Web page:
The United States government has placed detained immigrants in solitary confinement more than 14,000 times in the last five years, and the average duration is almost twice the 15-day threshold that the United Nations has said may constitute torture, according to a new analysis of federal records by researchers at Harvard and the nonprofit group Physicians for Human Rights.
The report, based on government records from 2018 through 2023 and interviews with several dozen former detainees, noted cases of extreme physical, verbal and sexual abuse for immigrants held in solitary cells. The New York Times reviewed the original records cited in the report, spoke with the data analysts and interviewed former detainees to corroborate their stories.
Overall, Immigration and Customs Enforcement is detaining more than 38,000 people — up from about 15,000 at the start of the Biden administration in January 2021, according to an independent tracking system maintained by Syracuse University. A growing proportion of detainees are being held in private prison facilities with little means of accountability, and preliminary data from 2023 suggests a “marked increase” in the use of solitary confinement, according to the report.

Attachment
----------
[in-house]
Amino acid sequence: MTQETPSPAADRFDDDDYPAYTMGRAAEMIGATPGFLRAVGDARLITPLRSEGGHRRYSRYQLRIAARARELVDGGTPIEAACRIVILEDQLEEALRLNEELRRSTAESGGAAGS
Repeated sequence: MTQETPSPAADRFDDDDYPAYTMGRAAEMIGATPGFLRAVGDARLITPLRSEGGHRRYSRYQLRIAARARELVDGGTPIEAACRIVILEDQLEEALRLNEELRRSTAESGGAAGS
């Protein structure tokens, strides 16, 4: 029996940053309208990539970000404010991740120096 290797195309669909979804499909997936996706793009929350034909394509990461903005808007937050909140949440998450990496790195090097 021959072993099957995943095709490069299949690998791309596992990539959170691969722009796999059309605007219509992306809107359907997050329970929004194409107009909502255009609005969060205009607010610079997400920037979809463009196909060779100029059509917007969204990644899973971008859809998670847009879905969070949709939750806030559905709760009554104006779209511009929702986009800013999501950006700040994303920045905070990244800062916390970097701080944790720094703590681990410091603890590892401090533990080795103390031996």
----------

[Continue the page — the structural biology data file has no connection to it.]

A spokesman for ICE, Mike Alvarez, said in a statement that 15 entities oversee ICE detention facilities to “ensure detainees reside in safe, secure and humane environments, and under appropriate conditions of confinement.” He added that detained immigrants are able to file complaints about facilities or staff conduct via phone or through the Homeland Security inspector general.
“Placement of detainees in segregation requires careful consideration of alternatives, and administrative segregation placements for a special vulnerability should be used only as a last resort,” he said, using the agency’s terminology for solitary confinement. “Segregation is never used as a method of retaliation.”
ICE issued directives in 2013 and 2015 to limit the use of solitary confinement, saying it should be a “last resort.”